Here’s the forensic news you might have missed over the weekend, and what you’ll want to know to get you through your work week.
The cops disabled a 16-camera surveillance system during the course of the raid. However, there was a hidden four-camera system which continued recording.
In the aftermath of a police raid on a Brussels apartment, Tuesday, authorities might have new evidence in the search to find the world’s most want terrorist.
Drones that scan crime scenes, portable detectors to sniff out clandestine graves, and the FBI’s billion dollar Next-Gen I.D. system.
The prospect of death or permanent organ damage would do harm to the NJ Department of Corrections and its mission to keep inmates safe, the judge said.
The teenaged girl struggled against her attacker, and she scratched her killer just before she was thrown five stories from a Bronx building to the ground below.
No historical records remain of the king, but what can modern science reveal about the alleged remains of one Sweden’s most celebrated martyrs?
A newly researched phenomenon, called the “Freddie Gray Effect,” may have been the catalyst for one of the deadliest years in Baltimore’s history.
Archaeologists have recovered more than 5,500 bone fragments, including hundreds of teeth, and 28 skeletons of the inhabitants of the cave believed to be from 400,000 years ago.
Michelle Lodzinski originally claimed that she lost her son at a carnival in Sayreville, NJ when she went to buy soda from a stand, then turned back to find her boy had disappeared.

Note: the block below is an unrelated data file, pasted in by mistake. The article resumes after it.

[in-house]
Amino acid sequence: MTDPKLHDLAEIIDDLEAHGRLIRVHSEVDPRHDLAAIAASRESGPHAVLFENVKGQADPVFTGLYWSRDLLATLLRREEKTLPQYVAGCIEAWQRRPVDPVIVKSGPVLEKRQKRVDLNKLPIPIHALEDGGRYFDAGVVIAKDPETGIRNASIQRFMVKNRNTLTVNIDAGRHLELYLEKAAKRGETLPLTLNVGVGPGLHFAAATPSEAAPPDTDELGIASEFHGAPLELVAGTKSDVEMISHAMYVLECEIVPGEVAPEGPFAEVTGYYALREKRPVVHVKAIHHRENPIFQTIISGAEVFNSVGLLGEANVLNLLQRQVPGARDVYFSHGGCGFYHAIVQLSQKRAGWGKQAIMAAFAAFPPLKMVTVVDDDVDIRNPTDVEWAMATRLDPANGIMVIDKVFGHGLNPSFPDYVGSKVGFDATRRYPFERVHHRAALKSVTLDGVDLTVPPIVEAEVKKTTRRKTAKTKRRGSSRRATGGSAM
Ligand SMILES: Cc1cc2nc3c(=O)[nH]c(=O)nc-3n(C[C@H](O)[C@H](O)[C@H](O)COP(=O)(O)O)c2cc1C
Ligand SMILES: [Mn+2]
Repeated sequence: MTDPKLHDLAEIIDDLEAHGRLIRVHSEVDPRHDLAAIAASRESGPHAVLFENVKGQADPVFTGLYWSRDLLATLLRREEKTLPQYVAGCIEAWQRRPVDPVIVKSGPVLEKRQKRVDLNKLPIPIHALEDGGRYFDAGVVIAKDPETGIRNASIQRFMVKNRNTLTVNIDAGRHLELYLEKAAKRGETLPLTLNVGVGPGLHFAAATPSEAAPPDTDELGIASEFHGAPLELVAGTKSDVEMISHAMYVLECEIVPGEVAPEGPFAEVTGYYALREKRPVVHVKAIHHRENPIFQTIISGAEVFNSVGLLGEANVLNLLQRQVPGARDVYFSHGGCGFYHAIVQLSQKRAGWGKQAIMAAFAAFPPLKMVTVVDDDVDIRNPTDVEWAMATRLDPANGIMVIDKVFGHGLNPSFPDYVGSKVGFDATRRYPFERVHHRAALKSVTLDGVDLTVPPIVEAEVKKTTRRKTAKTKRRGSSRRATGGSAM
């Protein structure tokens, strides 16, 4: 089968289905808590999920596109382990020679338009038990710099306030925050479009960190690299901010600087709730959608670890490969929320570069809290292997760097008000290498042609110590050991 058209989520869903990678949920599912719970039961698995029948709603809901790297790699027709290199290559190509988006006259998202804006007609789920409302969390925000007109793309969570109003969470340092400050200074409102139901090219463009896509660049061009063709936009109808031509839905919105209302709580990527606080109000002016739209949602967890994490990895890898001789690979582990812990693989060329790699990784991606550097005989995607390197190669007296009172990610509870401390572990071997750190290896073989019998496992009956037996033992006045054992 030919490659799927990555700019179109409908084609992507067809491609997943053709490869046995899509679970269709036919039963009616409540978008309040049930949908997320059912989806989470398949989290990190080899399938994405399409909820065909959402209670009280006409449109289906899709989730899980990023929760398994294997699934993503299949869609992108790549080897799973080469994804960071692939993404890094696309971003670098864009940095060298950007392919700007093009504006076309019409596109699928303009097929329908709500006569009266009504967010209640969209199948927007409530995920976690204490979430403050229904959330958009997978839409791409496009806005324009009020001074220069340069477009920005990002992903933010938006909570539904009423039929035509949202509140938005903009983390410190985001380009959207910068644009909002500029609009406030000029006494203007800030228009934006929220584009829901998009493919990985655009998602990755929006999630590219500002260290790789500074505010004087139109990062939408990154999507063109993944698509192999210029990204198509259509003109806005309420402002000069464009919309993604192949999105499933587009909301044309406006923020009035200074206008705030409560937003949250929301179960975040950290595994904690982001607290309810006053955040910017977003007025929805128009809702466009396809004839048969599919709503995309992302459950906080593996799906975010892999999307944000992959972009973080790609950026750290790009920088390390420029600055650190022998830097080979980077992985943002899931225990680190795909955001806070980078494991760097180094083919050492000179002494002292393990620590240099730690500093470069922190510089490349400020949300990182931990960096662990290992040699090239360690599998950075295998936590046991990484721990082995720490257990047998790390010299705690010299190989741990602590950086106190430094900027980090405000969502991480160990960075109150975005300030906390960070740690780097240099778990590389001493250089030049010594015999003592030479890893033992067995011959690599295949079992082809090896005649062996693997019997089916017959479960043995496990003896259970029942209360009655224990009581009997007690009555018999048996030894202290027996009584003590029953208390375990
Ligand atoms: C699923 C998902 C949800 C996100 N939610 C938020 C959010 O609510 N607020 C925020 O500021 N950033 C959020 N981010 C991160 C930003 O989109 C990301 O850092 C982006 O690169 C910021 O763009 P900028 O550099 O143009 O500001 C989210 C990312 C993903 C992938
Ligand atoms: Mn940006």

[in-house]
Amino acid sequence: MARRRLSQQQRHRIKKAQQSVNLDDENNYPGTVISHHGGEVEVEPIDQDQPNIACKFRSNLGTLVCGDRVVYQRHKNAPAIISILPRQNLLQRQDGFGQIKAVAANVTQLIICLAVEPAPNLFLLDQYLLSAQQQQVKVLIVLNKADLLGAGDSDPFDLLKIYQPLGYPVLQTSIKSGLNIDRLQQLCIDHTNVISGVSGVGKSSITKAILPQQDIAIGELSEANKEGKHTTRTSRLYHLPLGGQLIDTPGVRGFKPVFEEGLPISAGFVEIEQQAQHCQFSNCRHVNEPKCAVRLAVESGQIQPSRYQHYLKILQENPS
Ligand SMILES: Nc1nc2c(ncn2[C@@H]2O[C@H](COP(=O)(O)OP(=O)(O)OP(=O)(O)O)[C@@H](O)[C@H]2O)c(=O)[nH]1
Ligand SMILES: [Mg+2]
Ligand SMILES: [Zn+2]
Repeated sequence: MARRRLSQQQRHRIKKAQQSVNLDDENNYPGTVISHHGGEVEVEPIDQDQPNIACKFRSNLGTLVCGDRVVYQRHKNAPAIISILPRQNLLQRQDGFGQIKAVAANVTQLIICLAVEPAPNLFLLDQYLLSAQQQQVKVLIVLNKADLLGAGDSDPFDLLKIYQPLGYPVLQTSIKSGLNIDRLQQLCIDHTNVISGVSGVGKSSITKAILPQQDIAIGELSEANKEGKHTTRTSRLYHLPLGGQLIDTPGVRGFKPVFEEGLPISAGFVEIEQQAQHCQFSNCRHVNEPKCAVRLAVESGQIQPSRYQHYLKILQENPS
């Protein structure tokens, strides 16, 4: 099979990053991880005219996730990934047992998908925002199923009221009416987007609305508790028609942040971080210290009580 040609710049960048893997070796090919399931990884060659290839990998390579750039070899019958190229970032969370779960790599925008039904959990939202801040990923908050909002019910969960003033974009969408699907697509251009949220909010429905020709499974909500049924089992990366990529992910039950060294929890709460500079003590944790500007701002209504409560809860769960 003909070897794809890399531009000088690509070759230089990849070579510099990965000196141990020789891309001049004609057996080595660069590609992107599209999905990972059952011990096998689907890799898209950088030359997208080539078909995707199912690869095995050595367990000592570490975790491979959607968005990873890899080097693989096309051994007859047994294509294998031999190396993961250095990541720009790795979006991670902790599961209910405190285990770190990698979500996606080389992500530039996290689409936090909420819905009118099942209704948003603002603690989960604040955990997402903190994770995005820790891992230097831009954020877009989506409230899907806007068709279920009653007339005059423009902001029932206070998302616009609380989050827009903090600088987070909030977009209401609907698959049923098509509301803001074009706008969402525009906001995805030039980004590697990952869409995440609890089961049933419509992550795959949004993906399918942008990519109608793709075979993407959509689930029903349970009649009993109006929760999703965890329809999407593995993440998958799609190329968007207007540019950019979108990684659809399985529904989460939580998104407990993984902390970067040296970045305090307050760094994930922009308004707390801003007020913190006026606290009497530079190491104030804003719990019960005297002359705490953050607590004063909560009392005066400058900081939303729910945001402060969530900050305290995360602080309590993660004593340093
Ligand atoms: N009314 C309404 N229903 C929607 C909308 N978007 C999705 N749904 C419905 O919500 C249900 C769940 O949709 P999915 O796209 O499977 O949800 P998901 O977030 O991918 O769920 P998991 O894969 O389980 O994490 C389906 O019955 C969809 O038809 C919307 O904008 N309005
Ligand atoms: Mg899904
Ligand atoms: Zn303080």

Lipstick smears are not a particularly common piece of trace evidence – they’re more often found in hardboiled detective novels. Nevertheless, the colorful chemical mixtures do appear amid the chaos of a real-life crime scene from time to time. Now a group of scientists contend they have perfected a simpler method to analyze the particular lipstick for forensic analysis
Investigators believe they have pinpointed the home of a Jane Doe, found in Baltimore almost 40 years ago, to the Boston are—some 400 miles away.
Thirty-five years after he was convicted of murder, Fred Swanigan could be released on parole – if only, he expresses remorse for a murder, he says, he didn't commit.
Autopsies of the gruesome slayings have recently been unearthed in a police storage warehouse 87 years after they were handwritten by shocked medical examiners.
Post-conviction DNA testing has exonerated a growing list of the wrongfully convicted around the country, but it only added to the evidence against one convicted man in a particular case in Virginia.